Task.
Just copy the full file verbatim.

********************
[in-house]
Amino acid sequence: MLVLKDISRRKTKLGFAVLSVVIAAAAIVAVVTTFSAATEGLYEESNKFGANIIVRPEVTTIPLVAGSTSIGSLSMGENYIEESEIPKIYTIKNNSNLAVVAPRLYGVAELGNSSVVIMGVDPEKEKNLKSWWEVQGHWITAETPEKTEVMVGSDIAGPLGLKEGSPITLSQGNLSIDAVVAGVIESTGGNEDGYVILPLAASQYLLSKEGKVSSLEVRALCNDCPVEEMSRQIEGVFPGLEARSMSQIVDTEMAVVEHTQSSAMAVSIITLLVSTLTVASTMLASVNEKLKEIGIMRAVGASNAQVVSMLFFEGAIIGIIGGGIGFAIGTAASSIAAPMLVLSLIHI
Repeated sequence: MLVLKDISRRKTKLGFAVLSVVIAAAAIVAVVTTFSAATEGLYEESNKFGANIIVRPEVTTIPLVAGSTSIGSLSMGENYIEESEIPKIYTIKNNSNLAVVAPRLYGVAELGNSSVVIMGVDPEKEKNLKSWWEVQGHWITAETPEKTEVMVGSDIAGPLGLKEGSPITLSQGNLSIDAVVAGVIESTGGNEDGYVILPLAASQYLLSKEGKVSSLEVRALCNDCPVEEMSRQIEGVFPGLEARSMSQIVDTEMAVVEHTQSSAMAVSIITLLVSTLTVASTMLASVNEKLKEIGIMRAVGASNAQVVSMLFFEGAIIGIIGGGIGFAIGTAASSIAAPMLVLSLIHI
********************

[in-house]
Amino acid sequence: MLVLKDISRRKTKLGFAVLSVVIAAAAIVAVVTTFSAATEGLYEESNKFGANIIVRPEVTTIPLVAGSTSIGSLSMGENYIEESEIPKIYTIKNNSNLAVVAPRLYGVAELGNSSVVIMGVDPEKEKNLKSWWEVQGHWITAETPEKTEVMVGSDIAGPLGLKEGSPITLSQGNLSIDAVVAGVIESTGGNEDGYVILPLAASQYLLSKEGKVSSLEVRALCNDCPVEEMSRQIEGVFPGLEARSMSQIVDTEMAVVEHTQSSAMAVSIITLLVSTLTVASTMLASVNEKLKEIGIMRAVGASNAQVVSMLFFEGAIIGIIGGGIGFAIGTAASSIAAPMLVLSLIHI
Repeated sequence: MLVLKDISRRKTKLGFAVLSVVIAAAAIVAVVTTFSAATEGLYEESNKFGANIIVRPEVTTIPLVAGSTSIGSLSMGENYIEESEIPKIYTIKNNSNLAVVAPRLYGVAELGNSSVVIMGVDPEKEKNLKSWWEVQGHWITAETPEKTEVMVGSDIAGPLGLKEGSPITLSQGNLSIDAVVAGVIESTGGNEDGYVILPLAASQYLLSKEGKVSSLEVRALCNDCPVEEMSRQIEGVFPGLEARSMSQIVDTEMAVVEHTQSSAMAVSIITLLVSTLTVASTMLASVNEKLKEIGIMRAVGASNAQVVSMLFFEGAIIGIIGGGIGFAIGTAASSIAAPMLVLSLIHI